How Do Drivers In Colorado Compare To Elsewhere?
Last weekend I was driving my family through Denver, ironically to escape the crowds for some outdoor adventure - which we did eventually accomplish that day.
But not before, out of nowhere, a semi truck swerved from the right lane of southbound traffic, all the way over to catch a left exit to go east out of Denver - something I had never imagined I would see in my lifetime, let alone have happen to me. Four or five vehicles, including ours, had to stomp on the brakes, veer off the road, and well... hopefully not hit each other, or worse yet, slam into the semi that was now crossing the road just feet in front of us.
Miraculously, that ended as well as you could ever imagine. We called in that driver, and we hope others did too. I believe, no matter the circumstances, that guy probably shouldn't ever be allowed to drive a semi again, as he very well could've ended several families with one ill-advised swoop of his arm.
Maybe five minutes after that was over, I had to veer almost completely out of my lane because some jackass was texting at the wheel. Then, it happened again with another driver before I was out of Denver.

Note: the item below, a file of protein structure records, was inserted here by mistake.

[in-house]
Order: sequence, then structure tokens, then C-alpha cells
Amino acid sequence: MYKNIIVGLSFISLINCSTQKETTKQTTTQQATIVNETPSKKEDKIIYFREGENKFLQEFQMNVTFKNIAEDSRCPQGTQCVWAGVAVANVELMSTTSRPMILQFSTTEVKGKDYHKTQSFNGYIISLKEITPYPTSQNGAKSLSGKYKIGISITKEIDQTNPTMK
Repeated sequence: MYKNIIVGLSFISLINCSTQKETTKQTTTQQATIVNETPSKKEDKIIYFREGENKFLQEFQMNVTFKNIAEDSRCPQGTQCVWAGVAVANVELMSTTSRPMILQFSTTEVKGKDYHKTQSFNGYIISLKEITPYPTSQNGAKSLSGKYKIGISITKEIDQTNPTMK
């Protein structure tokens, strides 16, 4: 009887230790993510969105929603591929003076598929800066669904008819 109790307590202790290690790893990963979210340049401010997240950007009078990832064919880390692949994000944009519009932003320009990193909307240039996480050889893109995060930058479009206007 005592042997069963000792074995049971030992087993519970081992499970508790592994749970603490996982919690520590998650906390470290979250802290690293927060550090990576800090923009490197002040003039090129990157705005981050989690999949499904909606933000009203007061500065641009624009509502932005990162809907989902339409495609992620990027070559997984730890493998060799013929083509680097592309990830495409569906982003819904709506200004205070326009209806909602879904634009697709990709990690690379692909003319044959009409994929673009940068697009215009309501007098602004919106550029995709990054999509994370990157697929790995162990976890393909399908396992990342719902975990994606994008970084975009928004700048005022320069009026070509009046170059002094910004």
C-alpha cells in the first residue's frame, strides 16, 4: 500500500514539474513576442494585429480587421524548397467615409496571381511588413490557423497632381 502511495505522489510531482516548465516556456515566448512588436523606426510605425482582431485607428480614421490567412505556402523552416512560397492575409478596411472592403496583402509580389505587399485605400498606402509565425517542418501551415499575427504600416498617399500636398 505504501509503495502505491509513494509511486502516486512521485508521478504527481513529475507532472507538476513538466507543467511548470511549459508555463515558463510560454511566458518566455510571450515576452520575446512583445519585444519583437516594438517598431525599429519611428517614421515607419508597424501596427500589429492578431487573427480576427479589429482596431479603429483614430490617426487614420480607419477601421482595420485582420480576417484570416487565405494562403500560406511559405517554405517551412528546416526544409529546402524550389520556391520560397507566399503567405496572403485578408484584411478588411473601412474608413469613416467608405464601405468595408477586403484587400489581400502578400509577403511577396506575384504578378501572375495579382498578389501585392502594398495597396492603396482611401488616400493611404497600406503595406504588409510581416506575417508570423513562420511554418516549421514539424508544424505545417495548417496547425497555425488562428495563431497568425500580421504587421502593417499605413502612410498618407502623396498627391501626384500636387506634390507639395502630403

At this point, I wanted to turn around, go home, and stay there forever. But, when you're challenged like that, you know you are going to get there no matter what!!!
This is the most dangerous time in history to be in or near a vehicle. The simple combination of added population with practically unlimited distractions thrown at us from over a dozen simultaneously available technological devices designed to make our lives easier (right after they make someone else a little richer) has increased the likelihood of a car crash more than anyone really cares to think about - but we need to. Guys, we have to re-claim something called personal responsibility - and this is just one fine example.
So, is it just Colorado where all this unspeakable stupidity is so rampant? Honestly, it seems like we probably deserve the blue ribbon for 1st prize on this.
Wallethub just ranked American cities from best to worst in terms of driving. The factors they included in their findings?
- Average gas prices
- Average annual hours of traffic delays
- Auto repair shops per capita.
Tip: One of those three things can be controlled by not being a complete imbecile on the roadways. If you don't know which one, please call the radio station, and we'll tell you.
I'll just cut to the chase here: Out of 100 cities, with #1 being best driving experience, Denver ranked #84. (Colorado Springs ranked 44.) Fort Collins is probably too small to show up, but since so many people commute everywhere here, I think we get the idea here in Northern Colorado: We need to step up our game, and fast.